The book suffers from one rather large problem: it is addressed to teenagers who will probably not appreciate most of its cultural references. His subject is the timeless teenage quest to be cool, but at times the book feels like an excuse to write about his favourite ’80s bands. The wafer-thin storyline—loser likes girl, gets hip, gets girl—punctuates far richer tributes to the tunes of David Bowie, the Clash, and Talking Heads. Ghomeshi had crushes on girls, but he loved music.Andrew Stobo Sniderman feels that the book does not succeed as it intends. As a memoir, it is only effective if the subject can create empathy with its readers. With such a fixed time frame (the title should be a giveaway), this book may only appeal to, as Sniderman suggests, those who are old enough to remember this era. However, music fans of all ages should be able to close that gap quite easily. For instance, another writer that I appreciate, Jonathan Lethem, wrote a book dedicated to Talking Heads’s Fear of Music for 33⅓. It is an excellent book about an excellent album, one of my favourites (both the book and the album). Lethem carefully explicates each song based on its musical, lyrical, cultural and artistic merits. I listened to the album several times over while reading this book. His love of the album clearly shows in his writing.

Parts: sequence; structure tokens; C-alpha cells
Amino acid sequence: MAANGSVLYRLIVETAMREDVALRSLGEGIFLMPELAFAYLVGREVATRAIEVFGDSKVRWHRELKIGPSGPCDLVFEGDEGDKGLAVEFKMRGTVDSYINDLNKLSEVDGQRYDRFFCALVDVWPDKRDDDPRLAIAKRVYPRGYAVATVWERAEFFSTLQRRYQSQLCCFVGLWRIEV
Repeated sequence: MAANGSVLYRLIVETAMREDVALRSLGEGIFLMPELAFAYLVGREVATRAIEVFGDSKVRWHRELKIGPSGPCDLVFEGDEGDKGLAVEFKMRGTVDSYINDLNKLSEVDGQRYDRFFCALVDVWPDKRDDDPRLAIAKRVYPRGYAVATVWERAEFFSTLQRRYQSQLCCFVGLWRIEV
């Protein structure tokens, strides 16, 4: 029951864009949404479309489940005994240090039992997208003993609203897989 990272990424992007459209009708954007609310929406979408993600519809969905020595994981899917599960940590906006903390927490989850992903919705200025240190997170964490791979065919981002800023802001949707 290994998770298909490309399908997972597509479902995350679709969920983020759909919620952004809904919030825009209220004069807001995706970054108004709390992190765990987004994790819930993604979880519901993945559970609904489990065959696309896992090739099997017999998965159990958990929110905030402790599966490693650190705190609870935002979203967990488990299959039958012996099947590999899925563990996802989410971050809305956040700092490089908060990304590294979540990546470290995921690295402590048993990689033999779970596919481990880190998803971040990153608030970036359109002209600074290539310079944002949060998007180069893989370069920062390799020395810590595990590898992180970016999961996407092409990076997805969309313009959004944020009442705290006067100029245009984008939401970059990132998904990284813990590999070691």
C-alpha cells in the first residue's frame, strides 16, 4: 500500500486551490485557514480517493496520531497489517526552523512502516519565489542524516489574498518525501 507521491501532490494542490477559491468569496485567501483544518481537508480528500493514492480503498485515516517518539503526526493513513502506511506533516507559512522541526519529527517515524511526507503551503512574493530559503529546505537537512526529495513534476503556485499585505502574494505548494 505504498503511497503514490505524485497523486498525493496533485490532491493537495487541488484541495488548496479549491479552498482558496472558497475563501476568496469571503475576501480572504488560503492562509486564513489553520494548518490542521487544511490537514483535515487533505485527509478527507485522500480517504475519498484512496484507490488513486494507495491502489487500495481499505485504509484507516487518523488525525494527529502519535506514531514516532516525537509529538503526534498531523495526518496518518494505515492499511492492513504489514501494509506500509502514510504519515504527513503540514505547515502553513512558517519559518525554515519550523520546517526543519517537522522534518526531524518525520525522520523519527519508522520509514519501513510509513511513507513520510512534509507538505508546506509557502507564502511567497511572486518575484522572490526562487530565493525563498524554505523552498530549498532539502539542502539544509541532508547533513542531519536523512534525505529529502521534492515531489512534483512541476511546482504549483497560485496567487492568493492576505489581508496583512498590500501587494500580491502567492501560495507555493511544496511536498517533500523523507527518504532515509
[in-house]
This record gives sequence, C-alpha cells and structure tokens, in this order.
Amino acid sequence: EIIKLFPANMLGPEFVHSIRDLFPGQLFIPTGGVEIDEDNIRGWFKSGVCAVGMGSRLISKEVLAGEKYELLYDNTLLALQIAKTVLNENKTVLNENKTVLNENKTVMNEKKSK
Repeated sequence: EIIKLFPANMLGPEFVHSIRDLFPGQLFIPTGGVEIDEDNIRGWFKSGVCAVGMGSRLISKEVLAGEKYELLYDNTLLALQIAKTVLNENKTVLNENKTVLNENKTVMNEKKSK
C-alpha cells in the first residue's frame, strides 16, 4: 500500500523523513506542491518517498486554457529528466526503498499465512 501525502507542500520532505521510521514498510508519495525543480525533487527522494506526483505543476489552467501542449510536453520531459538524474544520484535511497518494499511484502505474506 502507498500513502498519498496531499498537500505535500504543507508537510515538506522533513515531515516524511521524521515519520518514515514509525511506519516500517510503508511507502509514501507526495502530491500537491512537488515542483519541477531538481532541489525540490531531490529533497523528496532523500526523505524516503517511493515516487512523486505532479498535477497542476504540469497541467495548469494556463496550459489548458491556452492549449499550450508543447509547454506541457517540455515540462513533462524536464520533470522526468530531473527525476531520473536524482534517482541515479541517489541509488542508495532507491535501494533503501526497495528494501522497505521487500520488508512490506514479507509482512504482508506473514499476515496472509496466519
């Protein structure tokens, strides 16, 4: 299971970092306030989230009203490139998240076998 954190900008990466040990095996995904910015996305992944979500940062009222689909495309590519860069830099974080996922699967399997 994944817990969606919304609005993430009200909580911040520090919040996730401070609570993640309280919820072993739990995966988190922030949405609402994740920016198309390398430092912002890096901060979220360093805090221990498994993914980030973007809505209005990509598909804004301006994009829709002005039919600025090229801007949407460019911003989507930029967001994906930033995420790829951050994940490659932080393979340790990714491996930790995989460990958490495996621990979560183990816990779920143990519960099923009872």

Of course, Lethem’s experience with the album is listening to it for the first time when it came out, on vinyl, when he was a teenager. His attachment to the album are tied with growing up, attending his first Talking Heads concert, sharing the music with friends and strangers. My experience, certainly, is different than his, separated by time and distance. I will never be able to experience Talking Heads live in concert, nor can I replicate the experience of listening to the album for the first time as a moody teenager. But I had a similar response, even though our initial experiences were so different. It elicited memories of my own teenage years, as I remembered listening to R.E.M., U2, Nirvana, etc. for the first time. I have Cameron Crowe to thank for my first listen of Blood on the Tracks, as he used "Shelter From the Storm" in his film Jerry Maguire. After I saw that movie, I came home and search through my dad’s vinyl collection until I came to Blood on the Tracks, and proceeded to listen to the album several times over start to finish. I will never have the experience of hearing Dylan for the very first time, as listeners in the ‘60s would have. But I would argue that I will have a similar experience in listening to Dylan, and as I get older the experience of listening to Dylan’s music changes as my life does.
I am intrigued now by Jian Ghomeshi’s memoir, as he seems to connect the important times in his life to the music that was on in the background. Just like me.